Struggling Faraday Future and its founding investor Jia Yueting are facing financial and legal woes that threaten the company’s existence.
Jia specifically has been placed on an official list of debt defaulters on a website run by the Chinese government after the LeEco founder failed to follow a court order stipulating he pay a debt of more than 470 million yuan ($71 million) to a securities company.
The China Securities Regulatory Commission has also issued an order for Jia to return to China to provide financing for one of his other struggling companies.
DON’T MISS: Bowing to inevitable, Faraday Future scales back plant plans (Feb 2017)
According to Reuters, Jia and his tech conglomerate LeEco have both been treading water financially since a rapid 2016 expansion left the company in a cash crunch.
Leshi, the video-streaming unit of LeEco, is also in dire straits after trading of its shares were halted in April. Jia stepped down as CEO of that group a month later.
In the United States, The Verge has shed some light on the publicly opaque executive structure and troubled finances of Jia’s electric-vehicle startup, Faraday Future.
The report—which is very much worth reading in its entirety—paints a picture of mismanagement, iron-fisted control, and hubristic decisions made by Jia and his right hand at Faraday Future, Chaoying Deng.
Deng “has held many different titles at the company, but lists herself as the company’s vice president of administration on LinkedIn,” says the report.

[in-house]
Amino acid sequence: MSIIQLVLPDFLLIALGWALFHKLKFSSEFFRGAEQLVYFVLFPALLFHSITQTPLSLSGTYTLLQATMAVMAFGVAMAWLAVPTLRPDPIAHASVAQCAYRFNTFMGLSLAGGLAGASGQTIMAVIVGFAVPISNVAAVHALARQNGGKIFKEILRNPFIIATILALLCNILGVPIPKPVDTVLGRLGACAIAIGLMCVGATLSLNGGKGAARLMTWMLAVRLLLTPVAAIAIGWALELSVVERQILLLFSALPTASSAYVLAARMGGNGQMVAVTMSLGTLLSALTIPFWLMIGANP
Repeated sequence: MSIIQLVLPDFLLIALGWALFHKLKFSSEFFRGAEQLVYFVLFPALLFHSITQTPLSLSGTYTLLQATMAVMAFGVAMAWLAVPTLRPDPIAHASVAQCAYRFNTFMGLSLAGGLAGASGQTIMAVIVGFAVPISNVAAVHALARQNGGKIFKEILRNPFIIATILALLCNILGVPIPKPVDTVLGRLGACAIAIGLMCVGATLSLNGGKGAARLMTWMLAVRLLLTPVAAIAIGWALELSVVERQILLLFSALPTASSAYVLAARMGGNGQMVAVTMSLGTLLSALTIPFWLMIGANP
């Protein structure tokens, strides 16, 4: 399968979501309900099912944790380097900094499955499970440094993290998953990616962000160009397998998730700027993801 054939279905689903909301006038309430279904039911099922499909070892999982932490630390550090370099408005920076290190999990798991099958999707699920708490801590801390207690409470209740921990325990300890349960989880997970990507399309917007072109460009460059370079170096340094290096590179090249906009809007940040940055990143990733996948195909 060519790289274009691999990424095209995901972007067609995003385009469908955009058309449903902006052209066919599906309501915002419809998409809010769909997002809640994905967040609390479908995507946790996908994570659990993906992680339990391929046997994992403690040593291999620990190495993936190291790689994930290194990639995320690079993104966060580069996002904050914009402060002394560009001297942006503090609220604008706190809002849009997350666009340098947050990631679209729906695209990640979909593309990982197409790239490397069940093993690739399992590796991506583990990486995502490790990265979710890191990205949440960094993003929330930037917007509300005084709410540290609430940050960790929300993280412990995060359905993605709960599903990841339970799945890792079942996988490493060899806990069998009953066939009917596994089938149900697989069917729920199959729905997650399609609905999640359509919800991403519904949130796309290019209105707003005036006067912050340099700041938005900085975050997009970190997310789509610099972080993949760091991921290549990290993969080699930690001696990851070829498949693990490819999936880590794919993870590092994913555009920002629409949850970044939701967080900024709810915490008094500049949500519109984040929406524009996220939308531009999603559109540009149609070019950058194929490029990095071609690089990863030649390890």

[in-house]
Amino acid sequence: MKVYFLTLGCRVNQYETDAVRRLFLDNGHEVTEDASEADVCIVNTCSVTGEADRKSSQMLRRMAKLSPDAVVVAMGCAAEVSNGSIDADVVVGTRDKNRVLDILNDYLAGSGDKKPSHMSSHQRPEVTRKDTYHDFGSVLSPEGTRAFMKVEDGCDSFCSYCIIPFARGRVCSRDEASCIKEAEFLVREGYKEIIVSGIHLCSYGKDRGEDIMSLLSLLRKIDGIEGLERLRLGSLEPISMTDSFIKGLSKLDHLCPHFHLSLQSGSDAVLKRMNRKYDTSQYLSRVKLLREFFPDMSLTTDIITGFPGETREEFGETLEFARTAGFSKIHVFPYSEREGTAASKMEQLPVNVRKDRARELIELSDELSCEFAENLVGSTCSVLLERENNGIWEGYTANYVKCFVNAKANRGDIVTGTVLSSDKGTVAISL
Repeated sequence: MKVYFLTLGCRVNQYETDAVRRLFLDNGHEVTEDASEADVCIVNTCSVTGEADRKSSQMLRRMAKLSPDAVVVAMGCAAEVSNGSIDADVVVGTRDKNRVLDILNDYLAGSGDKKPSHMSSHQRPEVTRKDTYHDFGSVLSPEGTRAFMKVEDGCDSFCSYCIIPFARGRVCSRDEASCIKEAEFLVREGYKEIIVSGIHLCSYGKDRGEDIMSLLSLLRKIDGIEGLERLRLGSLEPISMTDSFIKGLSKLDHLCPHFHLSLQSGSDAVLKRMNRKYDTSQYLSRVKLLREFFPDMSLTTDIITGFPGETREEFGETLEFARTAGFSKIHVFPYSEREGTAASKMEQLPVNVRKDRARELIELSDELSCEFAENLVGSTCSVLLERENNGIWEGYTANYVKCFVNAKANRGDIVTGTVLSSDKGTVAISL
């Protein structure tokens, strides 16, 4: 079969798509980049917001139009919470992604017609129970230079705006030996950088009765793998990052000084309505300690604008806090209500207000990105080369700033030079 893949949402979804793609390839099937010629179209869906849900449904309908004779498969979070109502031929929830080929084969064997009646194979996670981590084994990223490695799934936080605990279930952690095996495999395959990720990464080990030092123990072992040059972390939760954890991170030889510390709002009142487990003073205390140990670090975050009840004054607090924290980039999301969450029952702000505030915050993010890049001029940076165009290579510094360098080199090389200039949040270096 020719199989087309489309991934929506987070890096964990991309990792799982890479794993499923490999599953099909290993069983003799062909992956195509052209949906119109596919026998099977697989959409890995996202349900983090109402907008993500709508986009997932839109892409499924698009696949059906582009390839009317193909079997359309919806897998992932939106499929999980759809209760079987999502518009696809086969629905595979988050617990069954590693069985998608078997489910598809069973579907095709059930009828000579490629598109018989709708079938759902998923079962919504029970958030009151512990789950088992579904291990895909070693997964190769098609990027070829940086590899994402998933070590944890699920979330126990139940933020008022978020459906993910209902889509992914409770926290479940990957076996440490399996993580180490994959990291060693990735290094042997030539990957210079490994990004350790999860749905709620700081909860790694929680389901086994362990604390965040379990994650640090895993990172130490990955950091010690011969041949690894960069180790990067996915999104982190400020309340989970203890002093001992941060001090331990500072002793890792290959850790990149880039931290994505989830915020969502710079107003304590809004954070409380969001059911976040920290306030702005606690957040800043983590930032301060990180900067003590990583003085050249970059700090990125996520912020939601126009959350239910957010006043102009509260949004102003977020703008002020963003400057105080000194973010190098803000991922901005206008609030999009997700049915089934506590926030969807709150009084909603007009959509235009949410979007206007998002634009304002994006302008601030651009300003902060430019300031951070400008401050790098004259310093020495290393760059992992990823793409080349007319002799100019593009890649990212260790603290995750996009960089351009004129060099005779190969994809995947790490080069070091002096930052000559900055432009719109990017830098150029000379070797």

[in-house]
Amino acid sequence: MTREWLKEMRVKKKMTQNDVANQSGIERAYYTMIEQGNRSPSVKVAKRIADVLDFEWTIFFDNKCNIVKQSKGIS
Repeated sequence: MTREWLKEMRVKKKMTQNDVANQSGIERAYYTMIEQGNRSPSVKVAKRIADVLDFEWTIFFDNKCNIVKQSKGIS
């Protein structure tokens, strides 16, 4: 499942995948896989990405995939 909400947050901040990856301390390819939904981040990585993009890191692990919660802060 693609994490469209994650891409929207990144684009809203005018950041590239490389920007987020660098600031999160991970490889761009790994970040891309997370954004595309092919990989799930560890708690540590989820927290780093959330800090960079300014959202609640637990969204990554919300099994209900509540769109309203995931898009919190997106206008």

At multiple points over the last four years, Deng has been listed as the company’s CEO, president, and secretary, yet she had no background in the automotive industry before Faraday Future
The Verge cites sources close to the company’s financials for its report, some of whom say Faraday Future’s financials were directly controlled by Deng.
Deng had more control over that money than the company’s finance directors, multiple former employees say. “She wouldn’t allow [them] access to it,” one former employee close to the company’s finances says. “Chaoying is the gatekeeper,’” another says.
There’s also the matter of one Ocean View Drive, Inc. a company set up to buy three mansions in Rancho Palos Verdes, California, which lists Deng as both chief financial officer and secretary.
The company owns the mansions, which Jia and Deng use as their homes in California.
Both Jia and Deng attempted to use the mansions as collateral for a loan to Faraday Future, but the company’s finance team stopped the effort as the assets weren’t owned by the electric-car startup.
Aside from the shoddy financial situation, numerous lawsuits plague Faraday Future, including one for an outstanding $100,000 bill for catering during its FF91 reveal at CES in January.
This week, a Chinese court seized 1.3 million yuan ($200,000) in bank deposits from Jia to honor unspecified obligations to a securities firm. It is reportedly eyeing his shares in Leshi and other financial assets as well.